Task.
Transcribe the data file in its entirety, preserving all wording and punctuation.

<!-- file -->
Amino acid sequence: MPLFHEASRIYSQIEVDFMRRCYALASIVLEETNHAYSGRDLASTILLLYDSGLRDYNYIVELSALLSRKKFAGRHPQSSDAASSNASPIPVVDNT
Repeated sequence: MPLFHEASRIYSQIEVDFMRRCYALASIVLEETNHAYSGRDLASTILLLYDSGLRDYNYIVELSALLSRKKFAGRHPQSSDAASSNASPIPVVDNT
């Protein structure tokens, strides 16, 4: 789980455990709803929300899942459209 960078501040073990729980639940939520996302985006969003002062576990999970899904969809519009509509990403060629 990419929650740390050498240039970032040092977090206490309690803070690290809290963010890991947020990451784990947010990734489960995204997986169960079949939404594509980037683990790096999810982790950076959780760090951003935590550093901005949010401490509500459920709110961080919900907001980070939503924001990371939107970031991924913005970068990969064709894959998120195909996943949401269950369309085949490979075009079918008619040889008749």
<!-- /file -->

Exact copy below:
Amino acid sequence: MPLFHEASRIYSQIEVDFMRRCYALASIVLEETNHAYSGRDLASTILLLYDSGLRDYNYIVELSALLSRKKFAGRHPQSSDAASSNASPIPVVDNT
Repeated sequence: MPLFHEASRIYSQIEVDFMRRCYALASIVLEETNHAYSGRDLASTILLLYDSGLRDYNYIVELSALLSRKKFAGRHPQSSDAASSNASPIPVVDNT
């Protein structure tokens, strides 16, 4: 789980455990709803929300899942459209 960078501040073990729980639940939520996302985006969003002062576990999970899904969809519009509509990403060629 990419929650740390050498240039970032040092977090206490309690803070690290809290963010890991947020990451784990947010990734489960995204997986169960079949939404594509980037683990790096999810982790950076959780760090951003935590550093901005949010401490509500459920709110961080919900907001980070939503924001990371939107970031991924913005970068990969064709894959998120195909996943949401269950369309085949490979075009079918008619040889008749």